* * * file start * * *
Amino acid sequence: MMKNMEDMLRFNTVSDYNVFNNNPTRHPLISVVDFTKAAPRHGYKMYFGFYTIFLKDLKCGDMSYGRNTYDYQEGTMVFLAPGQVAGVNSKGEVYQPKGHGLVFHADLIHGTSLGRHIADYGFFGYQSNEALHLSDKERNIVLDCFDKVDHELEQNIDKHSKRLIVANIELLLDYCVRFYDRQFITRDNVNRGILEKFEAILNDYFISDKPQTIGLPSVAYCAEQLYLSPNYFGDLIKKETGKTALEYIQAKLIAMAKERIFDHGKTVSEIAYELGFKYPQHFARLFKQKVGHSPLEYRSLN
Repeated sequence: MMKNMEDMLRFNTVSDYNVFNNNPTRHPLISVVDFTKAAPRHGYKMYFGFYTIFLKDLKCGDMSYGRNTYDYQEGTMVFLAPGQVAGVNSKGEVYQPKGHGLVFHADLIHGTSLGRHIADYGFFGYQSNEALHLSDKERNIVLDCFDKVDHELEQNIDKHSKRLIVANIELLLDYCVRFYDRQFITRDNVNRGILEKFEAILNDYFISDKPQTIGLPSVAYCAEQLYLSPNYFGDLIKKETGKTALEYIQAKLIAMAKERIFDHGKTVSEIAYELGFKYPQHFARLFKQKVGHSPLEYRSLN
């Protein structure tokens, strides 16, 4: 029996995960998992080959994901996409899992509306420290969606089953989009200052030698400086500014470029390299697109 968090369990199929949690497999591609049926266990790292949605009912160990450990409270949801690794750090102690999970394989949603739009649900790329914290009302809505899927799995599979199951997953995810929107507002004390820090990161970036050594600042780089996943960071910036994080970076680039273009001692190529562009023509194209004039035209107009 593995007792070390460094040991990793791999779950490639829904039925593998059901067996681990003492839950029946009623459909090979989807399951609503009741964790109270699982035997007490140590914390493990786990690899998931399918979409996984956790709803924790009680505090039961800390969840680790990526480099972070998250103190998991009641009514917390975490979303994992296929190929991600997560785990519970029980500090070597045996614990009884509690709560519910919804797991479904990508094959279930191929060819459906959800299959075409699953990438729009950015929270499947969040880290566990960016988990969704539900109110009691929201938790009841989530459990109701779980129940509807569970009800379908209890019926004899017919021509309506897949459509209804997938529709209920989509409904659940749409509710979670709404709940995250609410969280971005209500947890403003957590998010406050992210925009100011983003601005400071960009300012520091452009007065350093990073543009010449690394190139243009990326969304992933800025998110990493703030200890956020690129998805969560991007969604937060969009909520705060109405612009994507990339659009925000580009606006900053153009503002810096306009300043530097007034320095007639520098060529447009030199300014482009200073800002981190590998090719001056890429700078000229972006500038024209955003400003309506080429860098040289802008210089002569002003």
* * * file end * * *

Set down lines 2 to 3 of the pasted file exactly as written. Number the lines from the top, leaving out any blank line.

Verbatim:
Repeated sequence: MMKNMEDMLRFNTVSDYNVFNNNPTRHPLISVVDFTKAAPRHGYKMYFGFYTIFLKDLKCGDMSYGRNTYDYQEGTMVFLAPGQVAGVNSKGEVYQPKGHGLVFHADLIHGTSLGRHIADYGFFGYQSNEALHLSDKERNIVLDCFDKVDHELEQNIDKHSKRLIVANIELLLDYCVRFYDRQFITRDNVNRGILEKFEAILNDYFISDKPQTIGLPSVAYCAEQLYLSPNYFGDLIKKETGKTALEYIQAKLIAMAKERIFDHGKTVSEIAYELGFKYPQHFARLFKQKVGHSPLEYRSLN
């Protein structure tokens, strides 16, 4: 029996995960998992080959994901996409899992509306420290969606089953989009200052030698400086500014470029390299697109 968090369990199929949690497999591609049926266990790292949605009912160990450990409270949801690794750090102690999970394989949603739009649900790329914290009302809505899927799995599979199951997953995810929107507002004390820090990161970036050594600042780089996943960071910036994080970076680039273009001692190529562009023509194209004039035209107009 593995007792070390460094040991990793791999779950490639829904039925593998059901067996681990003492839950029946009623459909090979989807399951609503009741964790109270699982035997007490140590914390493990786990690899998931399918979409996984956790709803924790009680505090039961800390969840680790990526480099972070998250103190998991009641009514917390975490979303994992296929190929991600997560785990519970029980500090070597045996614990009884509690709560519910919804797991479904990508094959279930191929060819459906959800299959075409699953990438729009950015929270499947969040880290566990960016988990969704539900109110009691929201938790009841989530459990109701779980129940509807569970009800379908209890019926004899017919021509309506897949459509209804997938529709209920989509409904659940749409509710979670709404709940995250609410969280971005209500947890403003957590998010406050992210925009100011983003601005400071960009300012520091452009007065350093990073543009010449690394190139243009990326969304992933800025998110990493703030200890956020690129998805969560991007969604937060969009909520705060109405612009994507990339659009925000580009606006900053153009503002810096306009300043530097007034320095007639520098060529447009030199300014482009200073800002981190590998090719001056890429700078000229972006500038024209955003400003309506080429860098040289802008210089002569002003």